HOW EXCESSIVE IS THE WORSHIP OF MARY?
By LLOYD I. CASTRO
IMPORTANT QUESTIONS posed by Rene Laurentin in his book, Mary’s Place in the Church, echo the concern of thinking Catholics about the development of the Marian movement. On pages 27 to 28, Laurentin writes:
“There is no doubt that the Marian movement is fruitful, fertile and prosperous, but would it not be true to say that its abundance is excessive, its intensity, and its development specialized and partly pathological? If something of the sort is true, should it not be remedied both for the good of Catholic theology and for the honour of the Virgin Mary?”
Laurentin wonders whether the development of the Marian movement has become excessive, unhealthy, and partly pathological. He suggest that, if it has, then it should be remedied because of its harm on Catholic theology and on Mary’s honor itself.
This article aims to answer Laurentin’s question by presenting six Catholic doctrines, beliefs and/or claims and comparing to the teachings of the Holy Scriptures, which is the authority on God’s truth.
1. Mary’s approval in Christ’s redemption
This is one claim that makes the recognition of Mary excessive, unhealthy, and partly pathological, according to Laurentin:
“Thus according to certain theories which have, it must be added, had little success, since Christ was not a human person, the consent of Mary, who was no more than a creature, was necessary to ratify the redemption in the name of humanity. According to others, she is for this same reason closer to us and more merciful than Christ himself.” (p. 77)
How far has the Catholic veneration of Mary gone? Laurentin reveals that certain theories, surely Catholic in origin, allege that Mary’s authorization was needed in Christ’s act of redemption. This completely opposes the following proclamation of God:
“The LORD says, ‘It was my will that he should suffer; his death was a sacrifice to bring forgiveness. And so he will see his descendants; he will live a long life, and through him my purpose will succeed’.” (Is. 53:10, Today’s English Version)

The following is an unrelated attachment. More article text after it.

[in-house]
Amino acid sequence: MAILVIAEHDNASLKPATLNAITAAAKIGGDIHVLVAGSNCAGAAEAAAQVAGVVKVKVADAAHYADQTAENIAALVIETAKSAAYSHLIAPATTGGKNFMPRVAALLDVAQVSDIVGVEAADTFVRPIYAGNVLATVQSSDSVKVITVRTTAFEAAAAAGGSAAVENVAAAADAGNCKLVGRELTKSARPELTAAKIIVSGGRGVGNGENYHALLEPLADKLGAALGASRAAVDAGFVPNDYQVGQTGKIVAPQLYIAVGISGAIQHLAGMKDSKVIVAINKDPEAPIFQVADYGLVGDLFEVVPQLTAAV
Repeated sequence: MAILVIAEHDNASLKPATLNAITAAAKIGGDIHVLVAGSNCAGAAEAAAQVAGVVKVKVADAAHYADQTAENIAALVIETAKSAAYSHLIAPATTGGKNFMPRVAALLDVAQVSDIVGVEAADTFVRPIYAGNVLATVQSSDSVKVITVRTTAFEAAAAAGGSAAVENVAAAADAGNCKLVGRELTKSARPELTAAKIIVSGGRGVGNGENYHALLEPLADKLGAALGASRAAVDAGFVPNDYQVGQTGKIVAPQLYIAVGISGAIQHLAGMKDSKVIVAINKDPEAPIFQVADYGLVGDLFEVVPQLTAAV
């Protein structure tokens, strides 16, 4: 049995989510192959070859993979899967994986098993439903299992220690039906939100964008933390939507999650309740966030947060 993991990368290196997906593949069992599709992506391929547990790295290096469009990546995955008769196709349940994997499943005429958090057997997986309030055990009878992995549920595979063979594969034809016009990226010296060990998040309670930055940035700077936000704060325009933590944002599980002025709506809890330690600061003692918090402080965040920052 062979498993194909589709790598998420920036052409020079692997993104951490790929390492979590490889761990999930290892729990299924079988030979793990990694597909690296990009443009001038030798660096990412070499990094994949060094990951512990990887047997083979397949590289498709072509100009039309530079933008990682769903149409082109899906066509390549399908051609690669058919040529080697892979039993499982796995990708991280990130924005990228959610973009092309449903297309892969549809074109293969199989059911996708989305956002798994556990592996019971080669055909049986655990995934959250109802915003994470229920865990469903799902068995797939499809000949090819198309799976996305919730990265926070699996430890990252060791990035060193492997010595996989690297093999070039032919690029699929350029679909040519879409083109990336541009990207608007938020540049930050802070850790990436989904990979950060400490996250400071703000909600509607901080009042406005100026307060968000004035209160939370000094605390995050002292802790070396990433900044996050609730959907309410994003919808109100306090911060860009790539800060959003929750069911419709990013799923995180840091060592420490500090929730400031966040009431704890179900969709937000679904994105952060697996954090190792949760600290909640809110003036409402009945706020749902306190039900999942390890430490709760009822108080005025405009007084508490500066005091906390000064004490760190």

This biblical passage is a prophecy about the suffering and death of Christ. It is God who willed that Christ must suffer and die for the forgiveness of sins. There is not a single reference in the Bible, explicit or implicit, to the necessity of Mary’s approval to Christ’s act of redemption.
2. Salvation depends on Mary
In his book Mary and the Priest, Mark J. Lyons expresses bewilderment to this allegation:
“It is bewildering to realize that salvation of the whole world, of millions yet unborn, depended on a little maiden, no more than fourteen years of age, going through the great adventure of motherhood.” (p. 64)
Not only is this Catholic teaching that salvation depends on Mary bewildering, but it is also totally alien to the Bible. The Savior introduced by the Bible is the One whom Mary gave birth to—our Lord Jesus Christ:
“For there is born to you this day in the city of David a Savior, who is Christ the Lord.” (Lk. 2:11, New King James Version)
3. Mary is now in heaven
Otto Semmelroth, author of Mary, Archetype of the Church, alleges that, “except for Christ—Mary is the only human being dwelling body and soul in eternal glory in Heaven” (p. 161).
This teaching is not in consonance with the Scriptures. Henri Daniel-Rops, author of The Book of May, testifies that the so-called Assumption of Mary into heaven is found nowhere in the whole of the Bible:
“What is even more astonishing is the thought that some of the great festivals of Our Lady are of very uncertain origin. An example is that of November 21, the Presentation of Our lady In the Temple. Now the Assumption of Our Lady is something unknown to the Gospel, nor is it mentioned at all in the book of the Acts of the Apostles which says nothing whatever of Mary after the Pentecost.” (p. 36)
Checking the Bible to see if there is any mention in it about Mary ascending to heaven after her death will lead to the conclusion that the Catholic doctrine of the Assumption is merely an assumption.
4. God is subject to Mary
The Catholic Church teaches through its so-called saints that God is subject to Mary. Catholic saint Louis Mary De Monfort in his work, True Devotion to Mary, writes:
“When the saints tell us that all things in heaven and on earth, including God Himself, are subjected to the Blessed Virgin, they mean that the authority God gave her is so great that she appears to have the same powers as the Trinity, and that her prayers and requests have such an effect upon God that He receives them as commands.” (p. 9)
Catholic saint Louis Mary De Monfort is one with his fellow “saints” in teaching that God is subject to Mary. He is saying simply that Mary commands God, or that God allows Himself to be commanded by a human being.
But according to the Bible, the Father is the One above all—not Mary: